Tick Disease: Rapidly Spreading and Dangerous! How to Avoid It?

Several health authorities have warned its residents of a disease that’s rapidly spreading across the United States– and if you don’t look too clearly, you may just miss it.

Alerts have been raised to call attention to the Rocky Mountain spotted fever (RMSF), which is a tick-borne infection caused by Rickettsia rickettsii, a bacteria commonly transmitted by American dog ticks.

This dangerous disease currently has a case-fatality rate as high as 30% in certain untreated patients. The CDC says that even with treatment, hospitalization rates of 72% and case-fatality rates of 4% have been reported in patients diagnosed with the disease. 

According to CDC’s Morbidity and Mortality Weekly Report, RMSF is now the most commonly fatal tick-borne illness in the United States. Symptoms start with fever and a macular rash in its early stages.

Untreated RMSF may result in “severe systemic manifestations, including pneumonitis, myocarditis, hepatitis, acute renal failure, encephalitis, gangrene, and death”.

So far, there are an estimated 612 deaths attributable to RMSF in the United States during the years 1983-1998, and approximately 12% of reported deaths occurred in children below10 years old.

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The state of Texas has published a brochure that gives information about the Rocky Mountain Spotted Fever. It includes instructions on what to do when spotting a tick attached to human skin, which is as follows:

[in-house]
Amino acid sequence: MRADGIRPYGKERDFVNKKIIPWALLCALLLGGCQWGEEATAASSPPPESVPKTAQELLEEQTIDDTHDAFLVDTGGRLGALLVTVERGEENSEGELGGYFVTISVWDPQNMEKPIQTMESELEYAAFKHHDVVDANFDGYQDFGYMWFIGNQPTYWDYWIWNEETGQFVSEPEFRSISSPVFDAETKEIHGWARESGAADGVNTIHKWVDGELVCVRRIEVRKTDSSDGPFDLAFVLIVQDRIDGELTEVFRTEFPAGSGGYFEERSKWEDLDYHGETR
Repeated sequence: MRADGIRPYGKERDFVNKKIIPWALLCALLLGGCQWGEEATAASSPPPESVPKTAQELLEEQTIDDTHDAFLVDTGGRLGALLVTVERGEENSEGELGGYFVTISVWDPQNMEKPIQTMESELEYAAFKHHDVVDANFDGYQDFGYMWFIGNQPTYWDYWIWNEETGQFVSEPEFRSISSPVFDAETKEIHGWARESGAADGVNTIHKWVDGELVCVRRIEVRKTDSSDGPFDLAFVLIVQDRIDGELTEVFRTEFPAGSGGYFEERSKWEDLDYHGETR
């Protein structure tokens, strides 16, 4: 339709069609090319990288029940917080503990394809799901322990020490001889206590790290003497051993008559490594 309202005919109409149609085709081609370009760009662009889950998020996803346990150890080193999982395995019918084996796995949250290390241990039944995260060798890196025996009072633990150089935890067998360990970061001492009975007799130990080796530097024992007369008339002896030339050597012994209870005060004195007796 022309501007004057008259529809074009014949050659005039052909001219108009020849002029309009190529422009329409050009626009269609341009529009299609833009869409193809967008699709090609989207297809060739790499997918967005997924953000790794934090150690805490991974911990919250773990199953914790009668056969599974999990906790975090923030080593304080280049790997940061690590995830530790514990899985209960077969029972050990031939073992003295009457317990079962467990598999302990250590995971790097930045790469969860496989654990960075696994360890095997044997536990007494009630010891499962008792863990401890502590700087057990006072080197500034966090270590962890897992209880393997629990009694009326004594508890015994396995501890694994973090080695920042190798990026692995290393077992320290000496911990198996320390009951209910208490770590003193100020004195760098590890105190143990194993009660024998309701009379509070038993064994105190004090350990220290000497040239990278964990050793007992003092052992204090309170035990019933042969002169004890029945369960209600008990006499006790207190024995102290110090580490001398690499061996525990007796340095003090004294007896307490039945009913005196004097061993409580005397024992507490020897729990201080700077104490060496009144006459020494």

1. Use tweezers to grasp the tick at the surface of the skin. If tweezers are not available, use a tissue or paper towel to protect your fingers. Remember, exposure to the tick’s body fluids may lead to infection.
  2. With a steady motion, pull the tick straight out. Do not twist or jerk the tick as this may cause the mouthparts to remain in the skin.
  3. After removing the tick, disinfect the bite site and wash hands with soap and water.

Health authorities advise people to seek medical attention when faced with symptoms of the RPSF. Laboratory test results will confirm the diagnosis. 

As of now, residents are advised to stay safe by keeping their dogs free of ticks, as well as investing in long-lasting tick repellents. Wearing light-colored clothes can also help see the ticks clearer.

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